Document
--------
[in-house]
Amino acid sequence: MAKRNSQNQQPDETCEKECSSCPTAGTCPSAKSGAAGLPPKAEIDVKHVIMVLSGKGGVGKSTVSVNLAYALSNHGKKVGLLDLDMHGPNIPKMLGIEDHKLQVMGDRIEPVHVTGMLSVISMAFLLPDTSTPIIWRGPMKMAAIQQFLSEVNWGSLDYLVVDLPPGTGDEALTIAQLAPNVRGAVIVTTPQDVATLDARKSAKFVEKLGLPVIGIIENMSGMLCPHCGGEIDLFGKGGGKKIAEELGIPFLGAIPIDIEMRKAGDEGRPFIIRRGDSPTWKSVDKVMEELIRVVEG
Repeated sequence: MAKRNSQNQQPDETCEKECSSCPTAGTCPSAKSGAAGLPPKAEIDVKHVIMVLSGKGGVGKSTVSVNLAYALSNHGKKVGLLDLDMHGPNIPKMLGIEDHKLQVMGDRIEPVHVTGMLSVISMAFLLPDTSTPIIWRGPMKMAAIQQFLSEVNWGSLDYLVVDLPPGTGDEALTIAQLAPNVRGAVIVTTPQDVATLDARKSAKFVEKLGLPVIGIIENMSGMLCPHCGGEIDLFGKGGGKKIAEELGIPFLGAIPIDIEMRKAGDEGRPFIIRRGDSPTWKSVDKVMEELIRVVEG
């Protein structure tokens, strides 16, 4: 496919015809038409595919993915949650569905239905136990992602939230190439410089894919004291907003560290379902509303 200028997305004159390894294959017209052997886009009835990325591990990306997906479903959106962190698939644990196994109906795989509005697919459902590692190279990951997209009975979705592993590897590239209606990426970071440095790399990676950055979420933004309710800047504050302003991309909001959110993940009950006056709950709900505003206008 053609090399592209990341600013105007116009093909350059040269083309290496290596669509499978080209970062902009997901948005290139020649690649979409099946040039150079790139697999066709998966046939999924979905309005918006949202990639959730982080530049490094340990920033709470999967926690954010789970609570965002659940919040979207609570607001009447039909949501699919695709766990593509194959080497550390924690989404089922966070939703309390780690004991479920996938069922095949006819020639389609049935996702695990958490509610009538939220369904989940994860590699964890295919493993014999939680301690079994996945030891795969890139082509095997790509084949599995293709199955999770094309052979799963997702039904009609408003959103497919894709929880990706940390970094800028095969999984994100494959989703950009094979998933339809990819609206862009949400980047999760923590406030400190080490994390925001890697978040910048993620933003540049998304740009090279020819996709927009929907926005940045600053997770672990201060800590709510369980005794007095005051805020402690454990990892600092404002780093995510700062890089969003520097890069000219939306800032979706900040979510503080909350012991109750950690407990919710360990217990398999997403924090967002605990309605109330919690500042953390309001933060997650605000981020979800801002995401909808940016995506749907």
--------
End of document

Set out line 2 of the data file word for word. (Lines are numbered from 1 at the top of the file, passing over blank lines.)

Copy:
Amino acid sequence: MAKRNSQNQQPDETCEKECSSCPTAGTCPSAKSGAAGLPPKAEIDVKHVIMVLSGKGGVGKSTVSVNLAYALSNHGKKVGLLDLDMHGPNIPKMLGIEDHKLQVMGDRIEPVHVTGMLSVISMAFLLPDTSTPIIWRGPMKMAAIQQFLSEVNWGSLDYLVVDLPPGTGDEALTIAQLAPNVRGAVIVTTPQDVATLDARKSAKFVEKLGLPVIGIIENMSGMLCPHCGGEIDLFGKGGGKKIAEELGIPFLGAIPIDIEMRKAGDEGRPFIIRRGDSPTWKSVDKVMEELIRVVEG